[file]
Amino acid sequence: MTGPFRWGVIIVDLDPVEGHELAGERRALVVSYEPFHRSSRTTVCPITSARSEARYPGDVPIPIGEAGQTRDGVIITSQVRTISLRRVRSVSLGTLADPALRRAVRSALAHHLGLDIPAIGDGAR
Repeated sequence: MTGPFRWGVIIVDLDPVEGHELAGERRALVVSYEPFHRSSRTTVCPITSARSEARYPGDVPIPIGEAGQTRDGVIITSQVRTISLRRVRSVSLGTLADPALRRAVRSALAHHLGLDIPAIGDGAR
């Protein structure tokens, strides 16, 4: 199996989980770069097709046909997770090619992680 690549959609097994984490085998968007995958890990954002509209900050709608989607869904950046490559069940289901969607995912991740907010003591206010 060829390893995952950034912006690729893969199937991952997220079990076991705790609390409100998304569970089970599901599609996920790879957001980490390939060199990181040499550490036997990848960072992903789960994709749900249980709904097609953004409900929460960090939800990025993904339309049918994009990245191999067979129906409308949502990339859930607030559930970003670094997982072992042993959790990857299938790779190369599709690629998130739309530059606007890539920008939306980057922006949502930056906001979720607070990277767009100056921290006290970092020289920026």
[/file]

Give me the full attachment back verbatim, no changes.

Amino acid sequence: MTGPFRWGVIIVDLDPVEGHELAGERRALVVSYEPFHRSSRTTVCPITSARSEARYPGDVPIPIGEAGQTRDGVIITSQVRTISLRRVRSVSLGTLADPALRRAVRSALAHHLGLDIPAIGDGAR
Repeated sequence: MTGPFRWGVIIVDLDPVEGHELAGERRALVVSYEPFHRSSRTTVCPITSARSEARYPGDVPIPIGEAGQTRDGVIITSQVRTISLRRVRSVSLGTLADPALRRAVRSALAHHLGLDIPAIGDGAR
């Protein structure tokens, strides 16, 4: 199996989980770069097709046909997770090619992680 690549959609097994984490085998968007995958890990954002509209900050709608989607869904950046490559069940289901969607995912991740907010003591206010 060829390893995952950034912006690729893969199937991952997220079990076991705790609390409100998304569970089970599901599609996920790879957001980490390939060199990181040499550490036997990848960072992903789960994709749900249980709904097609953004409900929460960090939800990025993904339309049918994009990245191999067979129906409308949502990339859930607030559930970003670094997982072992042993959790990857299938790779190369599709690629998130739309530059606007890539920008939306980057922006949502930056906001979720607070990277767009100056921290006290970092020289920026």